COVID-19-Awareness-Raising Campaign to protect Truck Drivers:
At the beginning of the pandemic in Uganda, most of the confirmed positive cases were found amongst international truck drivers given their high exposure to the virus. To keep drivers safe during the pandemic, the GIZ Employment and Skills for Development in Africa (E4D) initiative is supporting a campaign to inform truck drivers about COVID-related risks (leaflets and via radio, WhatsApp or SMS) and provide them with personal protective equipment (PPE). The campaign is set to reach up to 10.000 truck drivers, 4,000 through a face to face sensitization at the border posts and resting points (on average 40-60 drivers per day are sensitized) and 6,000 through a WhatsApp chatbot (messaging system) providing messages on prevention and road safety in 4 languages (English, French, Kiswahili and Luganda) through radio broadcastings (mainly on the border districts).
COVID-19-Response Trainings to SMEs – Business Survival, Continuity and Recovery:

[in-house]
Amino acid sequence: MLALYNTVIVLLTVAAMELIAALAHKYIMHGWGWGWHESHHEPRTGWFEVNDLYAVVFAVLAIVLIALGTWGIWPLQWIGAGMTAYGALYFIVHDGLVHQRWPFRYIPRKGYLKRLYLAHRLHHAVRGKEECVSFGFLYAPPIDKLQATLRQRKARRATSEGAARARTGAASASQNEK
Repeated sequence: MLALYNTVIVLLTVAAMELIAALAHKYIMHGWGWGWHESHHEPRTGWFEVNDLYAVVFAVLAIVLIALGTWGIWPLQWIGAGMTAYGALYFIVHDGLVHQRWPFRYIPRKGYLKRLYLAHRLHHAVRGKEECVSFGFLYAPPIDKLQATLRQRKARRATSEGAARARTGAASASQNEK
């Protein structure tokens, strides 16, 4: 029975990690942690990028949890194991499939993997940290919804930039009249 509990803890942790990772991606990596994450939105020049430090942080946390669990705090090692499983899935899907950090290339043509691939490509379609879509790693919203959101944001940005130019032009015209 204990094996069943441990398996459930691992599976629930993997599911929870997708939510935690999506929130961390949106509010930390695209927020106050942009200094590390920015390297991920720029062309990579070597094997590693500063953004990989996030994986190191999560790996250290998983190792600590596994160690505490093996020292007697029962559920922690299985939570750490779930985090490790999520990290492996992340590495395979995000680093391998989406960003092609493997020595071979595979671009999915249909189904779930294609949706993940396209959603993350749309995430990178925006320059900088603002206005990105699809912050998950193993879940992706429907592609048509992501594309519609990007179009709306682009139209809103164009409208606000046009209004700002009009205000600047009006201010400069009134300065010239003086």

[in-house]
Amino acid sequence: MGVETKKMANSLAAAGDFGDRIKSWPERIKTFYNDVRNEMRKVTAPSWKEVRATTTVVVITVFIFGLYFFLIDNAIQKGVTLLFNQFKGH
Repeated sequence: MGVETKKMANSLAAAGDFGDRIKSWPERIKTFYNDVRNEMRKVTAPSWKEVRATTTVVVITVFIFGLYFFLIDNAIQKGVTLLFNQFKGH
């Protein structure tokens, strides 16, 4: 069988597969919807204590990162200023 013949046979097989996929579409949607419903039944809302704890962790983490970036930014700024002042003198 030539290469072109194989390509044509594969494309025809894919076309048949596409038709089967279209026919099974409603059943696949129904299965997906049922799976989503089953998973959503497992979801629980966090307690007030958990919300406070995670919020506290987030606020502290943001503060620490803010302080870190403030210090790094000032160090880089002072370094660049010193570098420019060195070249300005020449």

Small and medium sized enterprises (SMEs) are facing serious challenges amidst the pandemic – companies are laying off workers due to the distorted revenue flow and it is anticipated that a considerable number of them will have to shut down. This can be prevented if enterprises are supported, trained, mentored and guided to take the necessary steps to overcome the current crisis. The GIZ “Employment and Skills for Development in Africa initiative” (E4D) is launching a virtual SME Business Survival, Continuity and Recovery Training that will start in October and support 100 Ugandan SMEs (from tourism/hospitality, manufacturing and construction sectors) to cope with the economic effects of the pandemic. It will build capacities to make strategic decisions needed for survival and ensuring business continuity. SMEs will be guided to take the right strategic decisions and learn how to take advantage of the fact that the current crisis also provides opportunities to change business models, develop new supply chains, invest in new digital and remote working tools and revise cost structures.